laser, and the thermal conductivity of the YAG crystal is much higher than that of
YAG crystal with the high quality needed for lasers can be made with diameters
of 2-15 [mm] and at lengths of 2-30 [cm].
The price of a YAG laser rod is high, since growing crystals is a slow and
The percentage of Nd ions in the YAG host is 1-4% by weight.
Absorption spectrum of Nd ions
Emission spectrum of Nd ions
Energy levels and transitions in Nd ions
•The energies of the
lower-lying levels of
Nd3+ are shown in
the adjacent figure.
As can be seen from the energy level diagram of Nd:YAG Laser
• Nd lasers are four level lasers.
• Nd ions have two absorption band, and excitation is done by optical
pumping, either by flash lamps for pulsed lasers, or by arc lamps
for continuous wave lasers.
• From these excited energy levels, the Nd ions are transferring into the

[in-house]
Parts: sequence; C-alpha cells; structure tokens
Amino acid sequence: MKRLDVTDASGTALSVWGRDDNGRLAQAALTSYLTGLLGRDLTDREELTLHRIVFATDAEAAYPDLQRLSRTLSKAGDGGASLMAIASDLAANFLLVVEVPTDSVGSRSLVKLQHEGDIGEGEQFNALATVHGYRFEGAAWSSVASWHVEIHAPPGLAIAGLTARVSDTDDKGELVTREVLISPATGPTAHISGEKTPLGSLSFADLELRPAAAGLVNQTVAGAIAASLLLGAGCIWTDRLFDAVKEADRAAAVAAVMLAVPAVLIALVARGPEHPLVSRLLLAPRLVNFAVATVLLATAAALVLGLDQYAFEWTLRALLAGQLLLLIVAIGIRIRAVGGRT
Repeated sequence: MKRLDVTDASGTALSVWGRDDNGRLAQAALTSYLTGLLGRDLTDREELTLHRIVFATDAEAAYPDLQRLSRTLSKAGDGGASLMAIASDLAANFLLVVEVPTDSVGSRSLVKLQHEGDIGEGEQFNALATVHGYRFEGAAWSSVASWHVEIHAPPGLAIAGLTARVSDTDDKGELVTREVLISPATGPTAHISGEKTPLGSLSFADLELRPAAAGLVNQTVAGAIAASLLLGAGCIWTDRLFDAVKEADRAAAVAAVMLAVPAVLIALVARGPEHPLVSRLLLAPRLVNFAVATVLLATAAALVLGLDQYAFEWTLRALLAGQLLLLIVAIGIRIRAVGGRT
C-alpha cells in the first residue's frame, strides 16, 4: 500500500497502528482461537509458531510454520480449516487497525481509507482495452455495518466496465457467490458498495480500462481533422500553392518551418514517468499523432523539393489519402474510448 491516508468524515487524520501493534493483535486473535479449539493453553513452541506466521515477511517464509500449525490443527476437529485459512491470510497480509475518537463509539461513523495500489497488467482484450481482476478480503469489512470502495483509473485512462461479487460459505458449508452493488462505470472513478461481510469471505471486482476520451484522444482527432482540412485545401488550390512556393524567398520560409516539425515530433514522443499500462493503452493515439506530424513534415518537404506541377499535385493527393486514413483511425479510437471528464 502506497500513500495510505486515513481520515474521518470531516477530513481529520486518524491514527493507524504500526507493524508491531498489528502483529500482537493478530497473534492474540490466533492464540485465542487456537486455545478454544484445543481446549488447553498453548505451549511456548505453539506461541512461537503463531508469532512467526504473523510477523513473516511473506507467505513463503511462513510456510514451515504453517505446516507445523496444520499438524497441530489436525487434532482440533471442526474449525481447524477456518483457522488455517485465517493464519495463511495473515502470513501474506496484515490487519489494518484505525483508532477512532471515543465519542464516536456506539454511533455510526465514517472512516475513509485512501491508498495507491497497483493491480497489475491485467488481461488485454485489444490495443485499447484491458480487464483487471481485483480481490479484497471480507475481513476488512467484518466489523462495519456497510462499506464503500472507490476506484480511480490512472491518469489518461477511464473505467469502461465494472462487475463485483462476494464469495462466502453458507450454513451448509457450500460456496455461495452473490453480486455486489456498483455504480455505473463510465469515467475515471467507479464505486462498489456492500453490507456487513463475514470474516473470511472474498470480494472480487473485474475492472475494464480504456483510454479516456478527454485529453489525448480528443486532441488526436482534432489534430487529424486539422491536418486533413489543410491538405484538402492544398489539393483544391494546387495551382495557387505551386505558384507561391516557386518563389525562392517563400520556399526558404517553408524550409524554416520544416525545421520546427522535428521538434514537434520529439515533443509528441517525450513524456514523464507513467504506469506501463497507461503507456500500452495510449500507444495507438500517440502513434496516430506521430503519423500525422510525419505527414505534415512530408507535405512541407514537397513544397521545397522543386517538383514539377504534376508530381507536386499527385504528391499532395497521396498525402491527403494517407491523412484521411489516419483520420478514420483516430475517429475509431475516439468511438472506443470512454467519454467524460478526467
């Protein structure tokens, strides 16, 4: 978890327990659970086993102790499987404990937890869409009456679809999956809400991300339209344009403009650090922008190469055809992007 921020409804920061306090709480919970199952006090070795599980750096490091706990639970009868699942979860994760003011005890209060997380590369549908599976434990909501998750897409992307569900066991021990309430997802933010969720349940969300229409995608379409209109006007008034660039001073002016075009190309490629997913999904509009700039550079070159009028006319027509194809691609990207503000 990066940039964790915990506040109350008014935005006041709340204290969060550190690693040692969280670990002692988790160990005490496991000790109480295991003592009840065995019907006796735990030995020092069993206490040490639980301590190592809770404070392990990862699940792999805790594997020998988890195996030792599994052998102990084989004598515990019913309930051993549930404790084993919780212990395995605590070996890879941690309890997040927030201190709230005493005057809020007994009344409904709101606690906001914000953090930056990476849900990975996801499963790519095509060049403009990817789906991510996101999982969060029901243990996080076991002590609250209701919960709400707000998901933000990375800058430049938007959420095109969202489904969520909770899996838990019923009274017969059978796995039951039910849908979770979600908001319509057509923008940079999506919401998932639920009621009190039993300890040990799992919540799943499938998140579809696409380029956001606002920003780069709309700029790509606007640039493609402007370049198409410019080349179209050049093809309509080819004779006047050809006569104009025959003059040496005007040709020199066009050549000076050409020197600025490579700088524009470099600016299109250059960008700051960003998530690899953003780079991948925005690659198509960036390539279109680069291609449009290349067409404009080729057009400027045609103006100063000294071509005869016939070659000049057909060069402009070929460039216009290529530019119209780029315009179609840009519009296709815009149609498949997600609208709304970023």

upper laser level by a non radiative transition.
•The most important laser transition in Nd3+ is from the upper laser level to
lower laser level at wavelength of 1.064 μm.
• Since the lower laser level here is not the ground state, this constitutes a
• From the lower laser level, a non-radiative transition to the ground level.
Note: In principle, lasing can occur between any pair of levels, but the
required population inversion is easily achieved only when the upper laser
level has a long lifetime.
•The lifetime of most of the Nd3+ levels is rather short, due to efficient
nonradiative relaxation to the next-lowest level.
•The required excitation rate is, therefore, much lower for the Nd3+ laser than
for the ruby laser, and this is a primary reason for the Nd3+ laser‟s initial and
• Other advantages of Nd3+ over ruby are an order of magnitude-higher peak
cross section (for Nd3+ in a crystalline host), and the ability to use higher ion
concentrations without significant lifetime quenching by ion–ion interactions.
• These both lead to a higher gain coefficient, which improves the lasing
threshold and lasing efficiency.
Safety Shutter Polarizer Assembly (optional)
Courtesy of Los Alamos National Laboratory
Although the average energy of the sublevels in a manifold is fairly
independent of the host material, the position of the various sublevels